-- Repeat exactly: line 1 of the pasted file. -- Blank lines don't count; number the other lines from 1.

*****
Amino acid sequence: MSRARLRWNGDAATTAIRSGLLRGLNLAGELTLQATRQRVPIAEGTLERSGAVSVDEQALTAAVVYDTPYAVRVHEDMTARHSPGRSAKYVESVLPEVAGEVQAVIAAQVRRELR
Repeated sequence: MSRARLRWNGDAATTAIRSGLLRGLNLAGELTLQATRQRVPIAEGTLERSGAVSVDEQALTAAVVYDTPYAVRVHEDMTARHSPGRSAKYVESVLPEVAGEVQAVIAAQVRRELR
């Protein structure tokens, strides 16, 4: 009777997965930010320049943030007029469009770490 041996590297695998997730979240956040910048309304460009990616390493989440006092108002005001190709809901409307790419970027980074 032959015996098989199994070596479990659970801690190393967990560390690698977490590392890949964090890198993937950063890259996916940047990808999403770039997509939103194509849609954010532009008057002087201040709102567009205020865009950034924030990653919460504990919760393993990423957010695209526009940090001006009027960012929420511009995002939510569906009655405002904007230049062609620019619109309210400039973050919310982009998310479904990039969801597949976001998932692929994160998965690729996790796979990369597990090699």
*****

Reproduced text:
Amino acid sequence: MSRARLRWNGDAATTAIRSGLLRGLNLAGELTLQATRQRVPIAEGTLERSGAVSVDEQALTAAVVYDTPYAVRVHEDMTARHSPGRSAKYVESVLPEVAGEVQAVIAAQVRRELR